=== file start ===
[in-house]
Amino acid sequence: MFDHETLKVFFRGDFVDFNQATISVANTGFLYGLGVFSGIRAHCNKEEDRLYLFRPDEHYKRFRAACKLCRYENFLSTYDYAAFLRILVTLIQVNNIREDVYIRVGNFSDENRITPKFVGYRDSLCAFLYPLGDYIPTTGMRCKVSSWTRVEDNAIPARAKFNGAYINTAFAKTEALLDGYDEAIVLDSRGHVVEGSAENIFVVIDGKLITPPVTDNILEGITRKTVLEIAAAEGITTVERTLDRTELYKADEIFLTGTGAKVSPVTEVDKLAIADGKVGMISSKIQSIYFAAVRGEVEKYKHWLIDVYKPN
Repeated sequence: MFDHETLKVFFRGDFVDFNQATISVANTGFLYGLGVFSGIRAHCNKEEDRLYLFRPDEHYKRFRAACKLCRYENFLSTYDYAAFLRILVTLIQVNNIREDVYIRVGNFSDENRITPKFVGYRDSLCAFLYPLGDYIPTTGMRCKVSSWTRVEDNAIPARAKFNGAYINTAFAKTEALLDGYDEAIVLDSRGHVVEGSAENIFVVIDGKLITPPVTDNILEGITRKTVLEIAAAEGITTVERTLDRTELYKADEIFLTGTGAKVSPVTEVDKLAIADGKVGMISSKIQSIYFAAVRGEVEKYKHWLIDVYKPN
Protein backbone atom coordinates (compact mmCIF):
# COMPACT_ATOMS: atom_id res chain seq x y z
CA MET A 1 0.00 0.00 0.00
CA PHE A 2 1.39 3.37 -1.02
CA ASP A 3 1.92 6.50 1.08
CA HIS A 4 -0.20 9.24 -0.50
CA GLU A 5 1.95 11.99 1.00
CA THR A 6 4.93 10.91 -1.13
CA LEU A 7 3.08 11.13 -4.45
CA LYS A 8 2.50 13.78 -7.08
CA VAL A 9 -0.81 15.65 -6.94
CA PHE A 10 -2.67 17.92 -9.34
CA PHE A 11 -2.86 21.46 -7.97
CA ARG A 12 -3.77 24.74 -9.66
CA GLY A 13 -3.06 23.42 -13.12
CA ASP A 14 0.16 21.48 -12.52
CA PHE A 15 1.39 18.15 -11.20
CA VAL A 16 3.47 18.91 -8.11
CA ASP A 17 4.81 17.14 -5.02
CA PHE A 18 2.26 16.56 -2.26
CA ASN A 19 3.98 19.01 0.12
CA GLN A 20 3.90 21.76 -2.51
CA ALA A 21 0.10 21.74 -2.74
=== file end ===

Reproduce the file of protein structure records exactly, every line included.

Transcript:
[in-house]
Amino acid sequence: MFDHETLKVFFRGDFVDFNQATISVANTGFLYGLGVFSGIRAHCNKEEDRLYLFRPDEHYKRFRAACKLCRYENFLSTYDYAAFLRILVTLIQVNNIREDVYIRVGNFSDENRITPKFVGYRDSLCAFLYPLGDYIPTTGMRCKVSSWTRVEDNAIPARAKFNGAYINTAFAKTEALLDGYDEAIVLDSRGHVVEGSAENIFVVIDGKLITPPVTDNILEGITRKTVLEIAAAEGITTVERTLDRTELYKADEIFLTGTGAKVSPVTEVDKLAIADGKVGMISSKIQSIYFAAVRGEVEKYKHWLIDVYKPN
Repeated sequence: MFDHETLKVFFRGDFVDFNQATISVANTGFLYGLGVFSGIRAHCNKEEDRLYLFRPDEHYKRFRAACKLCRYENFLSTYDYAAFLRILVTLIQVNNIREDVYIRVGNFSDENRITPKFVGYRDSLCAFLYPLGDYIPTTGMRCKVSSWTRVEDNAIPARAKFNGAYINTAFAKTEALLDGYDEAIVLDSRGHVVEGSAENIFVVIDGKLITPPVTDNILEGITRKTVLEIAAAEGITTVERTLDRTELYKADEIFLTGTGAKVSPVTEVDKLAIADGKVGMISSKIQSIYFAAVRGEVEKYKHWLIDVYKPN
Protein backbone atom coordinates (compact mmCIF):
# COMPACT_ATOMS: atom_id res chain seq x y z
CA MET A 1 0.00 0.00 0.00
CA PHE A 2 1.39 3.37 -1.02
CA ASP A 3 1.92 6.50 1.08
CA HIS A 4 -0.20 9.24 -0.50
CA GLU A 5 1.95 11.99 1.00
CA THR A 6 4.93 10.91 -1.13
CA LEU A 7 3.08 11.13 -4.45
CA LYS A 8 2.50 13.78 -7.08
CA VAL A 9 -0.81 15.65 -6.94
CA PHE A 10 -2.67 17.92 -9.34
CA PHE A 11 -2.86 21.46 -7.97
CA ARG A 12 -3.77 24.74 -9.66
CA GLY A 13 -3.06 23.42 -13.12
CA ASP A 14 0.16 21.48 -12.52
CA PHE A 15 1.39 18.15 -11.20
CA VAL A 16 3.47 18.91 -8.11
CA ASP A 17 4.81 17.14 -5.02
CA PHE A 18 2.26 16.56 -2.26
CA ASN A 19 3.98 19.01 0.12
CA GLN A 20 3.90 21.76 -2.51
CA ALA A 21 0.10 21.74 -2.74